This past weekend, I made the trip from Boston to New York City to work an event for Puma. The sportswear company hosted the Kansas City Chiefs’ All-Pro running back Jamaal Charles, and his trainer, Alphonso ‘Zo’ Hodge, on-site to recognize Puma’s New York City trainers. The event was produced by Boston-based startup Exquisite Design Concepts and held at Glasshouse 21, a venue surrounded by breath-taking views of Manhattan. After some issues with travel arrangements, from Kansas City to New York City, Charles was picked up by helicopter at the airport and flown directly to the venue to ensure that the event would still be carried out (just one of the perks of being a star athlete).
At the event, Charles and Zo discussed Charles’ in-season and off-season training routine, his relationship with God, and his inspiring journey overcoming a learning disability to become one of the top running backs in the NFL. The Puma trainers were given free gear, the opportunity to ask questions, and were run through a fitness workout directly from Charles’ routine.
Participants from all parties involved enjoyed themselves, the puma trainers left with new training tips, and the event went smoothly. Overall, it was a success.
What does this have to do with a New York Times Best-Selling Author?
Well, during my time in The Big Apple, I set up a few business meetings to catch up with some colleagues and make new acquaintances. One such meeting was with New York Times bestselling author, and one of the greatest writers in magazine history, Cal Fussman.
On a beautiful, sunny Friday morning, while the streets were booming with activity—from tourists hustling around to visit famous sites to locals carrying out their daily activities (which mostly entails trying to sell you their mixtape)–Cal and I linked up in a much more calm environment, the café of his Times Square hotel.
The opportunity to sit down with Cal was one that I was going to be sure to take advantage of. We chopped it up about a variety of things—his recent foray into public speaking and the expectation he places on himself of bringing the crowd to their feet in applause, cultural differences of the east and west coasts, the NBA Finals, our sports affiliations, and breakfast with Larry King—which he so graciously invited me to whenever I visit Los Angeles.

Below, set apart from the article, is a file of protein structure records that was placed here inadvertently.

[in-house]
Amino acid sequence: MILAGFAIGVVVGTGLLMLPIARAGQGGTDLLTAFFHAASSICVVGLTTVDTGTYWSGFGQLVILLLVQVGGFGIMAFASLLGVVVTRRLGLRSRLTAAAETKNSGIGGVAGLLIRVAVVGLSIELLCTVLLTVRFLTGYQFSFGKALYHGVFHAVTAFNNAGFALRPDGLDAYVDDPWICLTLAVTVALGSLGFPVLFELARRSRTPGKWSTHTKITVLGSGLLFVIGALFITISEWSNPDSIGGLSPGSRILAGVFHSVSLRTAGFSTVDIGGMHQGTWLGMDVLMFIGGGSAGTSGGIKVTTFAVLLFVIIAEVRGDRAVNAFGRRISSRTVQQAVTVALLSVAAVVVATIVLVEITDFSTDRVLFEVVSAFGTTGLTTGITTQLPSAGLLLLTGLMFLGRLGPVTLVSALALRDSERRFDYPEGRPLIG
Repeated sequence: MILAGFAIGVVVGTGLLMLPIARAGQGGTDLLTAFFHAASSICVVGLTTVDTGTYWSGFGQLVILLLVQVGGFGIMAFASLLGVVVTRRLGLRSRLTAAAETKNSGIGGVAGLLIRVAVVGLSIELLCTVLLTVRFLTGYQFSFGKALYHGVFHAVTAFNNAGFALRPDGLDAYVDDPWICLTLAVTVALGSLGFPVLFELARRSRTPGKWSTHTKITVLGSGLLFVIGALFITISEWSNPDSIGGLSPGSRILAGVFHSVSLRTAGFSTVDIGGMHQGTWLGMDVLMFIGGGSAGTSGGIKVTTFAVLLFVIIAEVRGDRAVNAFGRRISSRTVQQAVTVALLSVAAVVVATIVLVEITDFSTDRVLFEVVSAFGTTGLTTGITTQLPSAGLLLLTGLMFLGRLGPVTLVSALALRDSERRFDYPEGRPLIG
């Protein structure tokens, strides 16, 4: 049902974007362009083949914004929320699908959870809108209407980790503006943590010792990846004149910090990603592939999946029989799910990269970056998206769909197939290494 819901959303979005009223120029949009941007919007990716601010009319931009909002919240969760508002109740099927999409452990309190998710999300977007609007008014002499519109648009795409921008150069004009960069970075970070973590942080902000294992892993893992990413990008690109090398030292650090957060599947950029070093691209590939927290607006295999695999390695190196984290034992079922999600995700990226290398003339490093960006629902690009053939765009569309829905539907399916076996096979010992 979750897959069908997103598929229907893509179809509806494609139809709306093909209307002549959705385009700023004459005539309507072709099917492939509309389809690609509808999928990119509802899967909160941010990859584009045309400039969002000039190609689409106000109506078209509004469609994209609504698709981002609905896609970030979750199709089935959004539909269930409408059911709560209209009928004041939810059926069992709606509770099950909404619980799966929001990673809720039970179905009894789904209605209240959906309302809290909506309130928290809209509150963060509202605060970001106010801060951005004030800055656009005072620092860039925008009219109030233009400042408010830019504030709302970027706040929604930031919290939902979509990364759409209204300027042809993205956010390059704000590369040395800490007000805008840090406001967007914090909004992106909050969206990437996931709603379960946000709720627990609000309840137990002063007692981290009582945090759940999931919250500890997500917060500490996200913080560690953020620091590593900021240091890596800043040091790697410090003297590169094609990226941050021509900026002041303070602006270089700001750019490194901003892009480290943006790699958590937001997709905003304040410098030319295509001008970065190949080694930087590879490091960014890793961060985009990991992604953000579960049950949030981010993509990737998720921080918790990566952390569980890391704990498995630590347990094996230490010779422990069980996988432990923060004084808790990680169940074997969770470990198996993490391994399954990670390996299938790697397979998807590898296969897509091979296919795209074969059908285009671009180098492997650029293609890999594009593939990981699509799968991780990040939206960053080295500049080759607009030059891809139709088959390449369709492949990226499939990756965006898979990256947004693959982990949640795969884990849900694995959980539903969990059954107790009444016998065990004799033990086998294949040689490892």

I enjoyed my time speaking with such a brilliant person who has transformed oral history into an art form through the art of the interview. As we were about to part ways to go about our day, I had to stop him for one more question. My commitment to personal growth and lifelong learning would not allow me to leave without asking—“Do you have any advice for me?”
His response was brief:
Ask questions? This advice only prompted me to have more questions.
That’s it? What do you mean, “ask questions?" What else?
This is a man who is known for a column called ‘What I’ve Learned’ where he shares lessons from interviewing some of the greatest people of the past century—Pele, Richard Branson, Dr. Dre, Al Pacino, Jeff Bezos, John Wooden, Serena Williams, the late, great Muhammad Ali, and countless others—and the best advice he could give me was, “ask questions”? This response was puzzling.
New York is known as the city that never sleeps and, later on that night, I found that to be the case for me.
At night I couldn’t sleep, I tossed and turned from the advice that I couldn’t immediately wrap my head around.
I couldn’t help but wonder if I had really taken advantage of the opportunity. I looked back on it. Cal had been asking most of the questions, and I was doing most of the talking.
I felt that I had squandered the opportunity to gain insight to wisdom accumulated over decades of interviews with the greatest icons over several generations, across all fields and crafts.
While I laid in my NYC hotel bed, I thought of his advice over and over. Our interaction replayed again and again in my head.
It finally clicked.
Within our interaction was the answer to the enigmatic mystery that his advice gave way to.
Although the sun had gone down, and it was then a dark night in Gotham City, Cal’s advice would eventually shine through like the bat signal and illuminate my outlook. I finally got it.
There is tremendous power in asking questions.
Whether it was the Puma trainers at the event asking Jamaal Charles questions about his training to learn new tips to implement, or Cal asking me questions that enabled him to learn more about me and who I am, asking questions is vitally important because the answers to those questions have the power to teach you something new and allow you to develop relationships and connect on a deeper level.
Larry King once wisely said:
To ask questions is to grant yourself with the opportunity to learn. To ask questions is to connect with others, develop relationships, and build your network.
The lesson that I’ve learned is this:
Be curious, listen up, and never forget to ask questions.